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10 things you need to know about:

ENZYMES

     

     

bulletThey are molecules made of PROTEIN and are found in every living cell, from simple bacteria and yeast, to the most complex animal or plant.
bulletBecause they are proteins they are very sensitive to changes in temperature or pH (see point 6), and also to the presence of INHIBITORS like heavy-metals.
bulletEnzymes are biological CATALYSTS - i.e. they are needed in small amounts to speed up the rate of reaction without being changed themselves.
bulletEnzymes have a special area on them called the ACTIVE SITE – this is where the chemical reaction with the SUBSTRATE takes place
bulletThe ‘LOCK AND KEY’ model explains this:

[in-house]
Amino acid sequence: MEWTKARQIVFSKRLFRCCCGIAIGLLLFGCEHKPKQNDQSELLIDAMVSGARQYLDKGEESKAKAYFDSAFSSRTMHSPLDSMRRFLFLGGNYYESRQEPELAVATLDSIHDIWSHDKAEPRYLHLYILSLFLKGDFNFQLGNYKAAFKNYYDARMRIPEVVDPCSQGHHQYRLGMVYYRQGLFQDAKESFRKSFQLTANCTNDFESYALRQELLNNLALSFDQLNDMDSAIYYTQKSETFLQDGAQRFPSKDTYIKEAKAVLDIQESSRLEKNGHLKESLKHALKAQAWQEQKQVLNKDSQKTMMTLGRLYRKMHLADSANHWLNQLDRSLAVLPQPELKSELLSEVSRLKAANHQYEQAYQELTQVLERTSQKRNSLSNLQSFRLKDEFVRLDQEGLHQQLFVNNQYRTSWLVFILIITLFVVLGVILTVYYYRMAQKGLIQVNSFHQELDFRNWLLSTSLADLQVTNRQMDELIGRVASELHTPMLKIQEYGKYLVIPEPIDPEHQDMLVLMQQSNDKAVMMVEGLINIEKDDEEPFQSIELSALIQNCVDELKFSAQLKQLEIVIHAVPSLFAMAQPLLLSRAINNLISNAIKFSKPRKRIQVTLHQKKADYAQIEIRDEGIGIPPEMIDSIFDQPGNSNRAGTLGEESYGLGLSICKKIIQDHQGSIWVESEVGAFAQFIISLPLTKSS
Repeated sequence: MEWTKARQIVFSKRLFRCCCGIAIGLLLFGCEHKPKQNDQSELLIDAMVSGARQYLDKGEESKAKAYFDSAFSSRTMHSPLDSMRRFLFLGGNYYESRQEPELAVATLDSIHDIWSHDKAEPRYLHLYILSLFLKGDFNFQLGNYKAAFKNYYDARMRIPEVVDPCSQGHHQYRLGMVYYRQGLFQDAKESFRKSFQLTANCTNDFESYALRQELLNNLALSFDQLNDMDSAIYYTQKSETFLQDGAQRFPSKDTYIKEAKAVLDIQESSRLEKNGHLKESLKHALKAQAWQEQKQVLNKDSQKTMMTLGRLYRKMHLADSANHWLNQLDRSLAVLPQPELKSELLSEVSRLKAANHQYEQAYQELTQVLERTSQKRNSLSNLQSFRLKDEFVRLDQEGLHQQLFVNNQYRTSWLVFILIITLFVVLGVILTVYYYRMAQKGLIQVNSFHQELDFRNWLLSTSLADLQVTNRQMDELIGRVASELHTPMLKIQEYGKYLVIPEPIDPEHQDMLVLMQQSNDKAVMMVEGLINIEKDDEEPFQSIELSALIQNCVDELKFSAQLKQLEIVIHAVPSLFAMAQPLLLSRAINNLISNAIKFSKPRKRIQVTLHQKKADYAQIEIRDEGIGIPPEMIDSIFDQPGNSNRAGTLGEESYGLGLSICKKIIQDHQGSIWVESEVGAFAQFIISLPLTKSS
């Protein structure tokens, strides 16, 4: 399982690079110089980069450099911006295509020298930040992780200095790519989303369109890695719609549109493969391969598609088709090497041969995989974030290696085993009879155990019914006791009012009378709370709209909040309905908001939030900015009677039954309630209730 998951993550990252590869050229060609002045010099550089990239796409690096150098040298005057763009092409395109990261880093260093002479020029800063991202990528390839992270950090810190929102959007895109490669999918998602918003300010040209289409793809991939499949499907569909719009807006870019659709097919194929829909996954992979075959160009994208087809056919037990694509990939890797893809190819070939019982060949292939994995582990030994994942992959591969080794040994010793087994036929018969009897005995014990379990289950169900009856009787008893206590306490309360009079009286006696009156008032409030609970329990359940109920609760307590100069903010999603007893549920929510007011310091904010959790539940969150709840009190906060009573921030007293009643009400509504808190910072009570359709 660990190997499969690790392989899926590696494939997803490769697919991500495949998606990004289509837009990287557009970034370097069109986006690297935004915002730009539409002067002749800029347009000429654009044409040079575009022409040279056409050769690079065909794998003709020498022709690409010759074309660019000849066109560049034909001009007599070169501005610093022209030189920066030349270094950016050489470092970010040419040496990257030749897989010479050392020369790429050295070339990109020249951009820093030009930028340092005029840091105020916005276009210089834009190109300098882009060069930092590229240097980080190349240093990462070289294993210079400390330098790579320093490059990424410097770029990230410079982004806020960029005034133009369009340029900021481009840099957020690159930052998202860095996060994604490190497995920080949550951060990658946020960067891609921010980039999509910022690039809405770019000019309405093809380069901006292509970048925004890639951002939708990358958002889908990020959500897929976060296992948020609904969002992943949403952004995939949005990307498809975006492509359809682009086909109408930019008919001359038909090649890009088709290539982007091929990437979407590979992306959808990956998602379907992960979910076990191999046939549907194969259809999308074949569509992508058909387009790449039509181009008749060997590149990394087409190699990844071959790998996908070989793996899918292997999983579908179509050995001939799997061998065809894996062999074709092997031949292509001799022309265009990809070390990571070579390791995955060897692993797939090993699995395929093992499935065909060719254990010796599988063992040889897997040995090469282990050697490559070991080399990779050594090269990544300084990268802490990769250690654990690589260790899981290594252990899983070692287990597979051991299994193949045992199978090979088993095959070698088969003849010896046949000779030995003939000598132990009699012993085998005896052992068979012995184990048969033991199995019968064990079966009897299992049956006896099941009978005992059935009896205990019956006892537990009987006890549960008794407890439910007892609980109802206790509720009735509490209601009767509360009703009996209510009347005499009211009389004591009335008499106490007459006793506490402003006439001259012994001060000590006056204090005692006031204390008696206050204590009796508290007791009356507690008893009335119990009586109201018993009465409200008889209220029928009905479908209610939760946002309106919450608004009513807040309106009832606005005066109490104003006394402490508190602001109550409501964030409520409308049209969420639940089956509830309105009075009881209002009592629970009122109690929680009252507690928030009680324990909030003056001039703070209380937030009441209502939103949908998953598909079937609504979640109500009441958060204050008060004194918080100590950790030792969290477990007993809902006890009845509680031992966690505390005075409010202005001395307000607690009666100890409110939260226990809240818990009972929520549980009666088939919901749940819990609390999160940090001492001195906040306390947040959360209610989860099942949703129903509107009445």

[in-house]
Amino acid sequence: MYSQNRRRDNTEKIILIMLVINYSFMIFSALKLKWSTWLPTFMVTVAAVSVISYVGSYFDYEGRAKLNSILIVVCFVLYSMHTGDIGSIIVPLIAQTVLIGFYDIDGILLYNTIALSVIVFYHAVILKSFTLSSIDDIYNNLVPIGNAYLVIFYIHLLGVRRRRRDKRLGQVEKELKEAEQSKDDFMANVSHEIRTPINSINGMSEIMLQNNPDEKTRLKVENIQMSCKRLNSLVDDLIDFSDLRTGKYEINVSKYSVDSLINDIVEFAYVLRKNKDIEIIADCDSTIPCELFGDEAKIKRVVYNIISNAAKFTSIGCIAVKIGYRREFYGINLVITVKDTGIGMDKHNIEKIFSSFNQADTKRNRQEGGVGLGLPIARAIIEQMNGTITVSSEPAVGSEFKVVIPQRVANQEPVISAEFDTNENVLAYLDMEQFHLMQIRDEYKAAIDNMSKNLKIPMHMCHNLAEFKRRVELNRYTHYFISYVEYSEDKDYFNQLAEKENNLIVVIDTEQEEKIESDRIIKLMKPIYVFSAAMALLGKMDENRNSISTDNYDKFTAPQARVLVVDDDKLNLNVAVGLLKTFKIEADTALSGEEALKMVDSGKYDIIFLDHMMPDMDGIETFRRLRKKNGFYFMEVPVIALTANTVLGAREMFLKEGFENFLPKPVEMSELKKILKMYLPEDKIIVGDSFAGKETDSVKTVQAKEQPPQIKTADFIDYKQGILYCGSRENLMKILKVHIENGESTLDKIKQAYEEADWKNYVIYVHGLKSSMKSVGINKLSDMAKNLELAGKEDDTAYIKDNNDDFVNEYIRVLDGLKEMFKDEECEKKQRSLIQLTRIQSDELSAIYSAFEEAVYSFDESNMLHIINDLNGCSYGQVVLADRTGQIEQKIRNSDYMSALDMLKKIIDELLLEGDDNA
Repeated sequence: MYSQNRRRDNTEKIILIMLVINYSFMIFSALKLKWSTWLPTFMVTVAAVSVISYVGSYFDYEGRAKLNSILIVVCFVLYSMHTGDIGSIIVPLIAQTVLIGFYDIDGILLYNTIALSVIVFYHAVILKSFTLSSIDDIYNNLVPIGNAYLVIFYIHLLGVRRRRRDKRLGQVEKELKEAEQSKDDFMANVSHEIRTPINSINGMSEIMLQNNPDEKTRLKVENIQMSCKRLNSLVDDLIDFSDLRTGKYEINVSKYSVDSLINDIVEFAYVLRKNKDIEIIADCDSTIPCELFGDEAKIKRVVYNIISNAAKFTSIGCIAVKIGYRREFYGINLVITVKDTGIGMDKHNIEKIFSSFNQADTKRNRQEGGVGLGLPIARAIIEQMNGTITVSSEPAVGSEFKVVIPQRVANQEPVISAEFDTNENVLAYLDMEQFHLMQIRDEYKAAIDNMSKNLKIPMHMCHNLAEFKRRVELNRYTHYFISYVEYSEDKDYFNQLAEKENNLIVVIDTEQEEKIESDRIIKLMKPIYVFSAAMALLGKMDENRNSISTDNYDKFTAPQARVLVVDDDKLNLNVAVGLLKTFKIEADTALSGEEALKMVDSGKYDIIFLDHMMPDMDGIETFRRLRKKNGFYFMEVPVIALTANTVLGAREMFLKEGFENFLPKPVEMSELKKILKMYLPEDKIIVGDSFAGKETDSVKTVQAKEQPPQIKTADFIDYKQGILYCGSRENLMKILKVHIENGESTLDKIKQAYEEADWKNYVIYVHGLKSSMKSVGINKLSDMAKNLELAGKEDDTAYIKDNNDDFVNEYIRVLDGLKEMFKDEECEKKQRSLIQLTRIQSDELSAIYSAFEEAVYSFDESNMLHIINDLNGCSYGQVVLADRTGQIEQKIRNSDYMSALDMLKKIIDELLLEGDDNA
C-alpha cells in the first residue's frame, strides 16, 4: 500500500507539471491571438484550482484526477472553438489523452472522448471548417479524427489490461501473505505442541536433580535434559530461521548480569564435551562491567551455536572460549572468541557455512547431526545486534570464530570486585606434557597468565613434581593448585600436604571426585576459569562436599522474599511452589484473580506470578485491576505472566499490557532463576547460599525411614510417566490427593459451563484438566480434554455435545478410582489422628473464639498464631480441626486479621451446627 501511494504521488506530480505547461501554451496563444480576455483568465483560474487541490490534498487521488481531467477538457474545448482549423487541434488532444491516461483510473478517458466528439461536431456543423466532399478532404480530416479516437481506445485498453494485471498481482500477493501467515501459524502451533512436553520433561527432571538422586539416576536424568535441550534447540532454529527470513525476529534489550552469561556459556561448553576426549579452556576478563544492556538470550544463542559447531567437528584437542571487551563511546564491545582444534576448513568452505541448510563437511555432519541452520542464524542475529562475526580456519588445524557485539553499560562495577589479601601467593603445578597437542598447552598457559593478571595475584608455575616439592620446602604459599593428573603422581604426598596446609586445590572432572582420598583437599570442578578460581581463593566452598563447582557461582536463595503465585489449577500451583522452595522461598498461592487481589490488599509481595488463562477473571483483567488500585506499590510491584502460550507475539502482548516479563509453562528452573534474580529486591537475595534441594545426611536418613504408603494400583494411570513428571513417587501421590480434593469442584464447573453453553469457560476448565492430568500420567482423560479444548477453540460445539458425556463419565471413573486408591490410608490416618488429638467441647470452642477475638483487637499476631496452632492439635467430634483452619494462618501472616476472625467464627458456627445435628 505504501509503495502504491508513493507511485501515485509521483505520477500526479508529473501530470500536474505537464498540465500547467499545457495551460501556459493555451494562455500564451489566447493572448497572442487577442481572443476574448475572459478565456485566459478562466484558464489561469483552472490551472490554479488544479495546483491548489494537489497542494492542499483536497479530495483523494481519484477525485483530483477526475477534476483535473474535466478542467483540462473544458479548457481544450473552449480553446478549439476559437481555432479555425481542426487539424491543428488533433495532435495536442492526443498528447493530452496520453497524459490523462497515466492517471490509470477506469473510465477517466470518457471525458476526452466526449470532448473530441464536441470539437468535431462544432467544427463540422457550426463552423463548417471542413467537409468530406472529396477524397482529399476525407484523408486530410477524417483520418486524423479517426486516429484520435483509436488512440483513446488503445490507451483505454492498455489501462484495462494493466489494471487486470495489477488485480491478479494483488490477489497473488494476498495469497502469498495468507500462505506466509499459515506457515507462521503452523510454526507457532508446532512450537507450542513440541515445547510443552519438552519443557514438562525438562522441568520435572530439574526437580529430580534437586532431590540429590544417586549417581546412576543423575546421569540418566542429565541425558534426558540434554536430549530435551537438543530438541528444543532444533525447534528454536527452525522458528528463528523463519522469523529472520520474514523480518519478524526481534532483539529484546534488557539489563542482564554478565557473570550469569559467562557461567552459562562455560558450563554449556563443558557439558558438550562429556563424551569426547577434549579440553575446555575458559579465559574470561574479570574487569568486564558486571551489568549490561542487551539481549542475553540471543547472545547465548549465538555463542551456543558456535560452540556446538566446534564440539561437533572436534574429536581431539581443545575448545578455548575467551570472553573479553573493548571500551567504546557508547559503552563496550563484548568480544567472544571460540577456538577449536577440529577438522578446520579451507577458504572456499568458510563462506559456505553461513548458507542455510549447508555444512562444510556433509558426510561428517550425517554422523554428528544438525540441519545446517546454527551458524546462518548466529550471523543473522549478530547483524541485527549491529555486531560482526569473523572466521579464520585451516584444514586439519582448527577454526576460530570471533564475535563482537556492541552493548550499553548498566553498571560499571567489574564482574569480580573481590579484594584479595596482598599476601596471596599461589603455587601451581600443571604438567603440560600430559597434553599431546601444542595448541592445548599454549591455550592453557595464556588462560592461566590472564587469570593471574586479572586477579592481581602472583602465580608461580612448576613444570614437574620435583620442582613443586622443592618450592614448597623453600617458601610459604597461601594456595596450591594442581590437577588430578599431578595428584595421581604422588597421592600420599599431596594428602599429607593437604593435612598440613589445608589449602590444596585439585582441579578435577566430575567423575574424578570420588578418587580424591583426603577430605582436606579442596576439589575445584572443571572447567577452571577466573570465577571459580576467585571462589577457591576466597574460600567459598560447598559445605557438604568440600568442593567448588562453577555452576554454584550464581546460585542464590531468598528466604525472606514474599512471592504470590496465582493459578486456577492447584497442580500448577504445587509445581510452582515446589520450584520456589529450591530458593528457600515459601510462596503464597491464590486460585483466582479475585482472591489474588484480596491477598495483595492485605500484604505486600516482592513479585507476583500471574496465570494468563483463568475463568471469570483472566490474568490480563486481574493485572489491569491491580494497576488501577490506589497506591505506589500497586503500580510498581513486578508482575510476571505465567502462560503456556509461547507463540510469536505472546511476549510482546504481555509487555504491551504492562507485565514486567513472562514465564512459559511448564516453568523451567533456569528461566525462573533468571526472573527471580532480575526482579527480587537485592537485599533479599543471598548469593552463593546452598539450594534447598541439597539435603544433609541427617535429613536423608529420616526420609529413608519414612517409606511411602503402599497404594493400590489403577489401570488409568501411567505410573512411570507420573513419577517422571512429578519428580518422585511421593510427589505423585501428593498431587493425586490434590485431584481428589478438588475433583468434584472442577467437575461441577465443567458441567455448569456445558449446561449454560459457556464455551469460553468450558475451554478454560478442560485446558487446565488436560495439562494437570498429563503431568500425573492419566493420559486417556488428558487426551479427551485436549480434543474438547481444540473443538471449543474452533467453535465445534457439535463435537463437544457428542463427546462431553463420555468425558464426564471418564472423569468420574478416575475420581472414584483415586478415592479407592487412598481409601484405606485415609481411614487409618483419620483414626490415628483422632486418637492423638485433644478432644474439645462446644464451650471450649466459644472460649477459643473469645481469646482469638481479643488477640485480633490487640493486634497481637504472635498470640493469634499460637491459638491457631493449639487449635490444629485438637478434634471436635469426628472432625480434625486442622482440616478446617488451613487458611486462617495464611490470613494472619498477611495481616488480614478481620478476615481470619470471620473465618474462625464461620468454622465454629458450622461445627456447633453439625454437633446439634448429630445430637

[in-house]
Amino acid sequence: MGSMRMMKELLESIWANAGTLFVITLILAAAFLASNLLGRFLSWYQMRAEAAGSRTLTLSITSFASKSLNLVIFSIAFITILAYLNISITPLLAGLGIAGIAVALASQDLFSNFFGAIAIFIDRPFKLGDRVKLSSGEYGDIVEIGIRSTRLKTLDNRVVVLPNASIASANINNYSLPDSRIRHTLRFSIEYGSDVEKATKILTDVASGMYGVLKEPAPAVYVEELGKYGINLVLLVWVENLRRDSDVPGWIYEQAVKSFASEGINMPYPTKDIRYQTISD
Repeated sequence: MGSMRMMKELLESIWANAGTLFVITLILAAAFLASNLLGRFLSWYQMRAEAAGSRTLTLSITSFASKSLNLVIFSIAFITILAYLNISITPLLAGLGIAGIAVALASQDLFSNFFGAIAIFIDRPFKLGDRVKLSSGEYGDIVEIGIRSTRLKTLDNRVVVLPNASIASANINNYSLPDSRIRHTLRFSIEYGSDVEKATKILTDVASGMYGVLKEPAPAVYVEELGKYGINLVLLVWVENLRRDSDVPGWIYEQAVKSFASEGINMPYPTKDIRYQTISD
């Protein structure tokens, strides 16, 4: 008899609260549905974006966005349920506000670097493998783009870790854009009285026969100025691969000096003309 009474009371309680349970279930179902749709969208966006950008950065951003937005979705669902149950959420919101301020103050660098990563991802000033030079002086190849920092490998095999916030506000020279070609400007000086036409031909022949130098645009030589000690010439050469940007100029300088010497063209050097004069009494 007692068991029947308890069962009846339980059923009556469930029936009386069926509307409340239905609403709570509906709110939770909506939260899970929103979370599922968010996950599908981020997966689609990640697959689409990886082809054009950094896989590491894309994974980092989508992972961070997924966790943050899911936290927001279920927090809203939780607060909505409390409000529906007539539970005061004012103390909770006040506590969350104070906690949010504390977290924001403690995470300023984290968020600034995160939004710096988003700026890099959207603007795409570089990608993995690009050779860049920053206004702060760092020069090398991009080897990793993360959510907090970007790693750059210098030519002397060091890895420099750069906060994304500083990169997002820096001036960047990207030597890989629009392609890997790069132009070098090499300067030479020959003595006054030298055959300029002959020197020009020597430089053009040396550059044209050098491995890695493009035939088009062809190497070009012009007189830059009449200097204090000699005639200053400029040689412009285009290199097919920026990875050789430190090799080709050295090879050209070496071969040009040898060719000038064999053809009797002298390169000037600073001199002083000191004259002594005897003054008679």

O2

 

 

 

 

 

 

 

 

 

    CATALASE enzyme

2H2O2                                                 2H20 + O2

Hydrogen Peroxide                                                                             Water Oxygen

bulletQ10 = 2 "For every 10°C rise in temperature, the rate of reaction approximately doubles". This is because the enzymes receive more KINETIC ENERGY, therefore there is more chance of collision with a substrate molecule.
bulletThe OPTIMUM temperature is the temperature at which reactions proceed the fastest ( the same applies to ‘optimum pH’)
bulletAfter the optimum has been reached enzyme structure is rapidly destroyed – this is called DENATURING. (not ‘killed’, ‘dead’, etc)
bulletEnzyme names end with –ASE e.g.. Catalase, Amylase, Lipase, Maltase. The exception is PEPSIN (actually a protease enzyme) that coverts proteins to polypeptides in the stomach.
bulletQuestions about enzymes in the exam will be found in the DIGESTION topic and the RESPIRATION topic mainly.

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